Nordstrom made its name by successfully creating strong emotional bonds with its customers. Co-President Erik Nordstrom said as much during an NRF 2020 session: “Our defining value doesn’t change. It’s about the customer.”
However, that relentless focus on current customers must be balanced with bringing in new shoppers, particularly members of younger generations: “The most common downfall for retailers and brands is to get older with your customer,” said Nordstrom during the keynote session titled Serving Customers On Their Terms. “There are lots of choices for younger generations, and the ways that they discover products is different.”
The retailer is finding a balance between its traditions and new innovations in multiple ways:
“Stores have to be more experiential than before; they can’t just be about the convenience of picking up something,” said Nordstrom to Jo Ling Kent, the NBC News correspondent who interviewed him at the NRF Big Show on Jan. 14. Calling the recently opened New York City flagship “the most experiential store we have,” Nordstrom revealed the key roles that food and beverage can play in shifting the atmosphere of a selling space.
“We put a bar in the shoe department, and [the improvement] was obvious the first day,” said Nordstrom. “There were customers at the bar drinking, which does help sell things, and customers sitting on a couch trying on shoes with a drink in their hands. People were smiling and strangers were talking to each other.”
Nordstrom, who, like other family members, worked in Nordstrom retail stores before becoming executives, noted that “he grew up selling shoes; it’s my favorite part of the store. I don’t know why it took us so long to put cocktails and shoes together, but it’s a great combination.”
Physical and digital sales at Nordstrom are tightly linked and interdependent: “Over half of our store sales involve an online journey somewhere in the process, and over one third of online sales involve a store experience,” said Nordstrom. “Analysts want to know how the separate ‘buckets’ perform, but customers don’t operate that way; those lines are completely blurred.”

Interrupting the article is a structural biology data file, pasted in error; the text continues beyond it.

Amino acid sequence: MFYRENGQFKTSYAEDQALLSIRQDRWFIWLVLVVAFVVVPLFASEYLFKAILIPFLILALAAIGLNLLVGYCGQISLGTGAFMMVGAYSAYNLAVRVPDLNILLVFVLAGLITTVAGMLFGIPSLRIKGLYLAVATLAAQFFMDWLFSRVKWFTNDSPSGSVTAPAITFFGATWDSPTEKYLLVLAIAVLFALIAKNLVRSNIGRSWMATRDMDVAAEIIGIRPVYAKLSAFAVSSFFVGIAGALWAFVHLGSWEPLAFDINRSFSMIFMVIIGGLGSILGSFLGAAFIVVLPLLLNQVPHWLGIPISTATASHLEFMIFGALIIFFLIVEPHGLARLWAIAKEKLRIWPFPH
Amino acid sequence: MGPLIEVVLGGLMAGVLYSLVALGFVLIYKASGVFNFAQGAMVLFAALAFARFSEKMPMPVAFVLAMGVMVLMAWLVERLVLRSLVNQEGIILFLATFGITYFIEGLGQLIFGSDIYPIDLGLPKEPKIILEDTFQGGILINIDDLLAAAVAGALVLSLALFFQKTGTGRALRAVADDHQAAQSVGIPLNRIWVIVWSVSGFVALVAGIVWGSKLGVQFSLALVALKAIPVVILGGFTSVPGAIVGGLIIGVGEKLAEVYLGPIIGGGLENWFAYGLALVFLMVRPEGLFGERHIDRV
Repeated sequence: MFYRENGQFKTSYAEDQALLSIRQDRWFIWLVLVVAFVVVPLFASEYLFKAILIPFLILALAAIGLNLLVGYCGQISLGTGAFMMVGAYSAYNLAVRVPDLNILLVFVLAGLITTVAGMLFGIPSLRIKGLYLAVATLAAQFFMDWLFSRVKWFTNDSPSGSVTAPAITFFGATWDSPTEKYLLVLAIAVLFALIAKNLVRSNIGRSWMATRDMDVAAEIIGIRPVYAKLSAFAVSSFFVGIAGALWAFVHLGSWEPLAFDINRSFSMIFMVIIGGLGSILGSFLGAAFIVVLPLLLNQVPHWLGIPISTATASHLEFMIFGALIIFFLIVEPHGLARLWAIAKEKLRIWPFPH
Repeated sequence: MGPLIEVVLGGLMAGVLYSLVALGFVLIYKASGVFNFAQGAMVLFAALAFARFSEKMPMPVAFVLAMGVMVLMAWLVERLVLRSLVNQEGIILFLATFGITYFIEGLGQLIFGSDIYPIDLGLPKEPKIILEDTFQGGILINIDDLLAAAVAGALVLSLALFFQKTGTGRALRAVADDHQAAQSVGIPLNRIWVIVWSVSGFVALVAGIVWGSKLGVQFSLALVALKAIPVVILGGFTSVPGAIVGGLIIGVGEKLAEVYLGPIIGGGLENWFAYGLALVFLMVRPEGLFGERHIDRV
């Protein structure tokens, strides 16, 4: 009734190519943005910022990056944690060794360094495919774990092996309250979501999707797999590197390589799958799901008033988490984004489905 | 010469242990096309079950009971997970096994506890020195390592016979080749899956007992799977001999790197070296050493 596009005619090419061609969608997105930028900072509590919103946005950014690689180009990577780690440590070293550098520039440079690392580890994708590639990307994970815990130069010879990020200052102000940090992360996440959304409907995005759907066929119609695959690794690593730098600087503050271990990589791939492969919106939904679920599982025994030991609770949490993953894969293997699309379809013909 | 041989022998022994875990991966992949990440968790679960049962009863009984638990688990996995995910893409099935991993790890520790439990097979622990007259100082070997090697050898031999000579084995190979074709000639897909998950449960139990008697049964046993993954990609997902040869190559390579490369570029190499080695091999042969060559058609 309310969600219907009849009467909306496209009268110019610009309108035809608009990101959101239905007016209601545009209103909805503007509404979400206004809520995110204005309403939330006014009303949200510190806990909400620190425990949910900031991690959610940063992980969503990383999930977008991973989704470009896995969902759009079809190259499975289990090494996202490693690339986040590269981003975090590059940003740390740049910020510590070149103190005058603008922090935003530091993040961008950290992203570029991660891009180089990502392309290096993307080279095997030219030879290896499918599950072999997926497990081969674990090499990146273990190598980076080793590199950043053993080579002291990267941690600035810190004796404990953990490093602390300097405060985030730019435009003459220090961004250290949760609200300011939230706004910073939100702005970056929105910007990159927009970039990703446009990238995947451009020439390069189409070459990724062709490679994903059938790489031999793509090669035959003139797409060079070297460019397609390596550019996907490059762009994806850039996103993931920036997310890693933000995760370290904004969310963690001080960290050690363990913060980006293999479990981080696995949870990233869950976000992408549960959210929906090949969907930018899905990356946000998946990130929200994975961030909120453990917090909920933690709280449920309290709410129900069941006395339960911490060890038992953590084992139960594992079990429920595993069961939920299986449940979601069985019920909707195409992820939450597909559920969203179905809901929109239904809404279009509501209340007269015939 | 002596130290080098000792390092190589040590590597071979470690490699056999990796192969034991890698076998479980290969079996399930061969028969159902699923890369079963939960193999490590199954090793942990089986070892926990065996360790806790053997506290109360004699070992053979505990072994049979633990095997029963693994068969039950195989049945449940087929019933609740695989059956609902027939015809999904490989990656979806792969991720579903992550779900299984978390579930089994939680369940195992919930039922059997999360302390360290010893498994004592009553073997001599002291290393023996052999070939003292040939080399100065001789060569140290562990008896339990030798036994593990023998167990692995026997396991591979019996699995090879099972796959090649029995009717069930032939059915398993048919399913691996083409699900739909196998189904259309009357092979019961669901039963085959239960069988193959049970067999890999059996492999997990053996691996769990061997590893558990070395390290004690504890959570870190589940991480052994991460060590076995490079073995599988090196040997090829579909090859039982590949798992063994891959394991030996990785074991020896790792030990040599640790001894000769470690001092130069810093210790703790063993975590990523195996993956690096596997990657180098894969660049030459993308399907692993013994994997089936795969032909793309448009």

Nordstrom ensures that its associate incentive structure reflects the online-plus-offline nature of today’s consumers: “We don’t have a single person in the company that is incented solely on store sales or e-Commerce sales,” he said. “We’ve aligned ourselves so that success for us is the same as success for the customer.”
The department store is seeking additional ways to engage with customers in the physical world. Nordstrom noted that the retailer’s best customers shop at both its full-line and Nordstrom Rack stores: “The more we can engage with those customers, the better we can do,” he said.
The addition of Nordstrom Local sites in both Los Angeles and New York City also helps with engagement, even though the stores don’t carry product. They serve as efficient fulfillment centers: the Los Angeles-area locations have “increased their selection available for next-day delivery by an average of seven times what they offered before,” said Nordstrom. “That means our transportation costs are a lot less, and we’re seeing more in-store pickup and returns there.”
Offering these types of services as well as product alterations pays off in customer satisfaction. “At any of these touch points, it may not be this specific encounter that ‘rings the register,’ but we know that the engagement makes that customer happier, more loyal and more valuable to us,” said Nordstrom.
The retailer also promotes customer loyalty by maintaining its status as “a place that curates the greatest brands in the world,” said Nordstrom. To accomplish that, “we need to be the retail partner of choice for the best brands, even though the old definitions of ‘wholesaler’ and ‘retailer’ have become blurred. However, some of our most successful partnerships have been with vertical players, where we might be their only wholesale account. It takes flexibility and nimbleness to ensure that it’s a great experience for brands, but we need to be a place where people discover newness and new brands.”
But newness doesn’t always require adding new technology. As with anything else at the retailer, there has to be a clear customer benefit attached to any innovation. “Meeting the challenges that we’ve had, and that every retailer goes through, are not as simple as just adding a piece of technology — particularly for a company that has been around for a while and has legacy systems in place,” said Nordstrom. “It takes constant vigilance, effort and leadership to look across the technology and the network and take complexity out of it. It’s easy to get enamored with adding new features, but it’s harder to put yourself in the customer’s shoes and ask, does this feature resonate?”